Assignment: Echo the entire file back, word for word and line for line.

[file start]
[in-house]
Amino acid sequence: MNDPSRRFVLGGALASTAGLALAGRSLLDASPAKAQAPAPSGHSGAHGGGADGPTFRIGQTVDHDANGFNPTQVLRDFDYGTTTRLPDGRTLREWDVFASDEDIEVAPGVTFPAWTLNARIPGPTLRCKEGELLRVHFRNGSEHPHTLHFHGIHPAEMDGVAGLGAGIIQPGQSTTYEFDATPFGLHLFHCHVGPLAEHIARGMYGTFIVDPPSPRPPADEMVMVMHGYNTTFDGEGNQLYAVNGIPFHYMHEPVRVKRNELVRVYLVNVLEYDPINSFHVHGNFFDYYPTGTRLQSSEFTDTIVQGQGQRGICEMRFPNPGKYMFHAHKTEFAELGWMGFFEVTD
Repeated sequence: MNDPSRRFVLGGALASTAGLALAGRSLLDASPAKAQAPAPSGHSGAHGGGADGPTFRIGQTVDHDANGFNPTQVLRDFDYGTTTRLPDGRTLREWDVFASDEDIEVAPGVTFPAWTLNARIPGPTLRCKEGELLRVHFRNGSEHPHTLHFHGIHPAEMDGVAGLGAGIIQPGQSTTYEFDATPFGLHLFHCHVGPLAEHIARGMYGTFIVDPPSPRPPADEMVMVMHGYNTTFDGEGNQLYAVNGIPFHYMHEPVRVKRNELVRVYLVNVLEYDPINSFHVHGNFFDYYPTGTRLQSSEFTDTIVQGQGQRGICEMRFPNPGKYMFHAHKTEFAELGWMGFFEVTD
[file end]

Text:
[in-house]
Amino acid sequence: MNDPSRRFVLGGALASTAGLALAGRSLLDASPAKAQAPAPSGHSGAHGGGADGPTFRIGQTVDHDANGFNPTQVLRDFDYGTTTRLPDGRTLREWDVFASDEDIEVAPGVTFPAWTLNARIPGPTLRCKEGELLRVHFRNGSEHPHTLHFHGIHPAEMDGVAGLGAGIIQPGQSTTYEFDATPFGLHLFHCHVGPLAEHIARGMYGTFIVDPPSPRPPADEMVMVMHGYNTTFDGEGNQLYAVNGIPFHYMHEPVRVKRNELVRVYLVNVLEYDPINSFHVHGNFFDYYPTGTRLQSSEFTDTIVQGQGQRGICEMRFPNPGKYMFHAHKTEFAELGWMGFFEVTD
Repeated sequence: MNDPSRRFVLGGALASTAGLALAGRSLLDASPAKAQAPAPSGHSGAHGGGADGPTFRIGQTVDHDANGFNPTQVLRDFDYGTTTRLPDGRTLREWDVFASDEDIEVAPGVTFPAWTLNARIPGPTLRCKEGELLRVHFRNGSEHPHTLHFHGIHPAEMDGVAGLGAGIIQPGQSTTYEFDATPFGLHLFHCHVGPLAEHIARGMYGTFIVDPPSPRPPADEMVMVMHGYNTTFDGEGNQLYAVNGIPFHYMHEPVRVKRNELVRVYLVNVLEYDPINSFHVHGNFFDYYPTGTRLQSSEFTDTIVQGQGQRGICEMRFPNPGKYMFHAHKTEFAELGWMGFFEVTD